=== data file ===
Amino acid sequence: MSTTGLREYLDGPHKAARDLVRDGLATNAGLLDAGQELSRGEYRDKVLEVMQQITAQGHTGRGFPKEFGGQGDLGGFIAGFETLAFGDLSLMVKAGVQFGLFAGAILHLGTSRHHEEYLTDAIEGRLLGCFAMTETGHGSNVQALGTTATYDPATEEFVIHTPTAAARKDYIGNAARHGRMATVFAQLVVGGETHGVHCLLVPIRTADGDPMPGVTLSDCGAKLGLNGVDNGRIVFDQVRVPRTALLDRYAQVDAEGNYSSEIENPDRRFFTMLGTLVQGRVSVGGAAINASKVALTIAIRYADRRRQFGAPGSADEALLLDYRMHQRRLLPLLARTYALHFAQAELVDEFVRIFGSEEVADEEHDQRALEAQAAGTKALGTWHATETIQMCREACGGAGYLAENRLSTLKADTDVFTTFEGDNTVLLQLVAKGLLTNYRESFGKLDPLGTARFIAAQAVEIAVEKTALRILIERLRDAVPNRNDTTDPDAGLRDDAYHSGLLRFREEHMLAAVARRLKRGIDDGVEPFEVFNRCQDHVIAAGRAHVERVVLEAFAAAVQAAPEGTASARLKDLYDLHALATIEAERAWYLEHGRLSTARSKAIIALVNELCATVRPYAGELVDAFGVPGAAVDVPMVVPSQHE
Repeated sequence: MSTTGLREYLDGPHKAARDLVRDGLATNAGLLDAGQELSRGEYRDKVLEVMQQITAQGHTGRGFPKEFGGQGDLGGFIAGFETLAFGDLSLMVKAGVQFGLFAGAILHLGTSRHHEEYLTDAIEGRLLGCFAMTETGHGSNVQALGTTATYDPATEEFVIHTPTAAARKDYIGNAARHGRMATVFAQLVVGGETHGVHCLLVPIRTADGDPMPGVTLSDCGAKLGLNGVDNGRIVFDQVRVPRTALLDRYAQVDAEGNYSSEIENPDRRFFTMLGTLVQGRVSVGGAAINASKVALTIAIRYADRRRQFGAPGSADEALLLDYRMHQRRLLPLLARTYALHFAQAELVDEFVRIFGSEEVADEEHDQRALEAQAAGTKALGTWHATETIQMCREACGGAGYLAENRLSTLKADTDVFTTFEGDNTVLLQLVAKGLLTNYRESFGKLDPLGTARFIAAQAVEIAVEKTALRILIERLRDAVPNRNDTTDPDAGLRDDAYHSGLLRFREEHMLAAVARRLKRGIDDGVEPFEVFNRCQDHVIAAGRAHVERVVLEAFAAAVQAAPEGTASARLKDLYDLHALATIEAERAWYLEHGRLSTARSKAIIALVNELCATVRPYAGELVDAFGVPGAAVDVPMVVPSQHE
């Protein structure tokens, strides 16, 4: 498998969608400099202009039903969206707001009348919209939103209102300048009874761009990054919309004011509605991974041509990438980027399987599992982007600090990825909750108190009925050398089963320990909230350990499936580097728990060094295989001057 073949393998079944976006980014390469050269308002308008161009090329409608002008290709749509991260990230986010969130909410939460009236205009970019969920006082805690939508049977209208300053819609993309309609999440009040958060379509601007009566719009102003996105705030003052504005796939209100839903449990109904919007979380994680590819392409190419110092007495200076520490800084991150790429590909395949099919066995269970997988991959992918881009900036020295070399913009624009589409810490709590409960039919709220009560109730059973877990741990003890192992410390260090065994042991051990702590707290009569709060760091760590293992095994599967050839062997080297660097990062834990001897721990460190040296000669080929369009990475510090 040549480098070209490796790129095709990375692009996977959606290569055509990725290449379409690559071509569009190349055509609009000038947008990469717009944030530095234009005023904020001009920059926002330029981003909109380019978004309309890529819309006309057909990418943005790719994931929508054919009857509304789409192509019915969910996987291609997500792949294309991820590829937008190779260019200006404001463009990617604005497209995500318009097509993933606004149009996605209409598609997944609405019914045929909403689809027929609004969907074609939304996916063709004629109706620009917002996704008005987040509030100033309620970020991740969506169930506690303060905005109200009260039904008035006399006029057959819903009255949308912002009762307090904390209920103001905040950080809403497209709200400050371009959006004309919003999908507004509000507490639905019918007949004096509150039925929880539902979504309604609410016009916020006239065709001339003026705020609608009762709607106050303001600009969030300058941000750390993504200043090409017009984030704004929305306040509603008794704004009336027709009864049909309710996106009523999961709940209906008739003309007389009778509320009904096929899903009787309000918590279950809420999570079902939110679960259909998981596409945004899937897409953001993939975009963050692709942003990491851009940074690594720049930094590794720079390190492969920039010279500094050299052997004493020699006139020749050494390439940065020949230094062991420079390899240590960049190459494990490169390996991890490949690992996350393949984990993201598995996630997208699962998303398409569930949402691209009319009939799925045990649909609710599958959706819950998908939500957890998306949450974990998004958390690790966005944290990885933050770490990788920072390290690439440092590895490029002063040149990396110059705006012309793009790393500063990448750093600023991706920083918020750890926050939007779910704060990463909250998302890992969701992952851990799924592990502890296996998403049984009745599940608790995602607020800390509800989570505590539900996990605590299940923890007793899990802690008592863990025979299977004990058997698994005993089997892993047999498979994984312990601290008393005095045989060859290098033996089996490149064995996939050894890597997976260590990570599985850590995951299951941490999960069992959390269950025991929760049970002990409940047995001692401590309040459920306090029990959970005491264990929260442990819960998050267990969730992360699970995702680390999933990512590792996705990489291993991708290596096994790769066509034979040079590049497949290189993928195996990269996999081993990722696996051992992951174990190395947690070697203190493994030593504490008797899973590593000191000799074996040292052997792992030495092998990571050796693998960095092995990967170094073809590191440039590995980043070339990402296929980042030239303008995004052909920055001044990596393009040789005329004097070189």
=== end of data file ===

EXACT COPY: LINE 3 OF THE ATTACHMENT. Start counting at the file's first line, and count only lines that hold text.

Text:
């Protein structure tokens, strides 16, 4: 498998969608400099202009039903969206707001009348919209939103209102300048009874761009990054919309004011509605991974041509990438980027399987599992982007600090990825909750108190009925050398089963320990909230350990499936580097728990060094295989001057 073949393998079944976006980014390469050269308002308008161009090329409608002008290709749509991260990230986010969130909410939460009236205009970019969920006082805690939508049977209208300053819609993309309609999440009040958060379509601007009566719009102003996105705030003052504005796939209100839903449990109904919007979380994680590819392409190419110092007495200076520490800084991150790429590909395949099919066995269970997988991959992918881009900036020295070399913009624009589409810490709590409960039919709220009560109730059973877990741990003890192992410390260090065994042991051990702590707290009569709060760091760590293992095994599967050839062997080297660097990062834990001897721990460190040296000669080929369009990475510090 040549480098070209490796790129095709990375692009996977959606290569055509990725290449379409690559071509569009190349055509609009000038947008990469717009944030530095234009005023904020001009920059926002330029981003909109380019978004309309890529819309006309057909990418943005790719994931929508054919009857509304789409192509019915969910996987291609997500792949294309991820590829937008190779260019200006404001463009990617604005497209995500318009097509993933606004149009996605209409598609997944609405019914045929909403689809027929609004969907074609939304996916063709004629109706620009917002996704008005987040509030100033309620970020991740969506169930506690303060905005109200009260039904008035006399006029057959819903009255949308912002009762307090904390209920103001905040950080809403497209709200400050371009959006004309919003999908507004509000507490639905019918007949004096509150039925929880539902979504309604609410016009916020006239065709001339003026705020609608009762709607106050303001600009969030300058941000750390993504200043090409017009984030704004929305306040509603008794704004009336027709009864049909309710996106009523999961709940209906008739003309007389009778509320009904096929899903009787309000918590279950809420999570079902939110679960259909998981596409945004899937897409953001993939975009963050692709942003990491851009940074690594720049930094590794720079390190492969920039010279500094050299052997004493020699006139020749050494390439940065020949230094062991420079390899240590960049190459494990490169390996991890490949690992996350393949984990993201598995996630997208699962998303398409569930949402691209009319009939799925045990649909609710599958959706819950998908939500957890998306949450974990998004958390690790966005944290990885933050770490990788920072390290690439440092590895490029002063040149990396110059705006012309793009790393500063990448750093600023991706920083918020750890926050939007779910704060990463909250998302890992969701992952851990799924592990502890296996998403049984009745599940608790995602607020800390509800989570505590539900996990605590299940923890007793899990802690008592863990025979299977004990058997698994005993089997892993047999498979994984312990601290008393005095045989060859290098033996089996490149064995996939050894890597997976260590990570599985850590995951299951941490999960069992959390269950025991929760049970002990409940047995001692401590309040459920306090029990959970005491264990929260442990819960998050267990969730992360699970995702680390999933990512590792996705990489291993991708290596096994790769066509034979040079590049497949290189993928195996990269996999081993990722696996051992992951174990190395947690070697203190493994030593504490008797899973590593000191000799074996040292052997792992030495092998990571050796693998960095092995990967170094073809590191440039590995980043070339990402296929980042030239303008995004052909920055001044990596393009040789005329004097070189």